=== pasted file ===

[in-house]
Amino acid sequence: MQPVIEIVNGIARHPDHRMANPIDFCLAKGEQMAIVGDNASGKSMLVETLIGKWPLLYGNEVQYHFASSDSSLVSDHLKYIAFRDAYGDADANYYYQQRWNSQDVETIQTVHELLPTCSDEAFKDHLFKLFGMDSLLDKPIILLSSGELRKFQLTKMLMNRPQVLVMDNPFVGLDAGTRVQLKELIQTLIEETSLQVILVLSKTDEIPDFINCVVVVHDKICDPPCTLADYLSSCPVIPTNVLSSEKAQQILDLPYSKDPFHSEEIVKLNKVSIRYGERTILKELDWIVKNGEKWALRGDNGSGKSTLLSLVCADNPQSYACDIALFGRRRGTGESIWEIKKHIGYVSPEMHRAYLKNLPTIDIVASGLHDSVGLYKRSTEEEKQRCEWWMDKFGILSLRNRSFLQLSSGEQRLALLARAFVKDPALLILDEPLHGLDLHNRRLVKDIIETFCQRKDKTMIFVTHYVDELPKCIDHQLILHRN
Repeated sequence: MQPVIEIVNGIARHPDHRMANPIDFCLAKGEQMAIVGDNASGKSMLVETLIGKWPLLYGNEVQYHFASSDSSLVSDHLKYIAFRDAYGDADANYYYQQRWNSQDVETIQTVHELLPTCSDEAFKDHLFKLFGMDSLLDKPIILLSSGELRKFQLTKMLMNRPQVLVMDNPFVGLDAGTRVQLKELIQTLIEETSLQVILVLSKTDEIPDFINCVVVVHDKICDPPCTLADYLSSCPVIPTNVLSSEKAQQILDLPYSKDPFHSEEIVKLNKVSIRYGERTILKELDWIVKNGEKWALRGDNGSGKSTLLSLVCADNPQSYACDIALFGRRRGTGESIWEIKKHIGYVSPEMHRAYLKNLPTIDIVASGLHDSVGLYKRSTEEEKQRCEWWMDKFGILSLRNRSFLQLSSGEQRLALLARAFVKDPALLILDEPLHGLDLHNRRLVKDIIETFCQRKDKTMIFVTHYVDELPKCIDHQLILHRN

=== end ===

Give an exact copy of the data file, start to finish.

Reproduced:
[in-house]
Amino acid sequence: MQPVIEIVNGIARHPDHRMANPIDFCLAKGEQMAIVGDNASGKSMLVETLIGKWPLLYGNEVQYHFASSDSSLVSDHLKYIAFRDAYGDADANYYYQQRWNSQDVETIQTVHELLPTCSDEAFKDHLFKLFGMDSLLDKPIILLSSGELRKFQLTKMLMNRPQVLVMDNPFVGLDAGTRVQLKELIQTLIEETSLQVILVLSKTDEIPDFINCVVVVHDKICDPPCTLADYLSSCPVIPTNVLSSEKAQQILDLPYSKDPFHSEEIVKLNKVSIRYGERTILKELDWIVKNGEKWALRGDNGSGKSTLLSLVCADNPQSYACDIALFGRRRGTGESIWEIKKHIGYVSPEMHRAYLKNLPTIDIVASGLHDSVGLYKRSTEEEKQRCEWWMDKFGILSLRNRSFLQLSSGEQRLALLARAFVKDPALLILDEPLHGLDLHNRRLVKDIIETFCQRKDKTMIFVTHYVDELPKCIDHQLILHRN
Repeated sequence: MQPVIEIVNGIARHPDHRMANPIDFCLAKGEQMAIVGDNASGKSMLVETLIGKWPLLYGNEVQYHFASSDSSLVSDHLKYIAFRDAYGDADANYYYQQRWNSQDVETIQTVHELLPTCSDEAFKDHLFKLFGMDSLLDKPIILLSSGELRKFQLTKMLMNRPQVLVMDNPFVGLDAGTRVQLKELIQTLIEETSLQVILVLSKTDEIPDFINCVVVVHDKICDPPCTLADYLSSCPVIPTNVLSSEKAQQILDLPYSKDPFHSEEIVKLNKVSIRYGERTILKELDWIVKNGEKWALRGDNGSGKSTLLSLVCADNPQSYACDIALFGRRRGTGESIWEIKKHIGYVSPEMHRAYLKNLPTIDIVASGLHDSVGLYKRSTEEEKQRCEWWMDKFGILSLRNRSFLQLSSGEQRLALLARAFVKDPALLILDEPLHGLDLHNRRLVKDIIETFCQRKDKTMIFVTHYVDELPKCIDHQLILHRN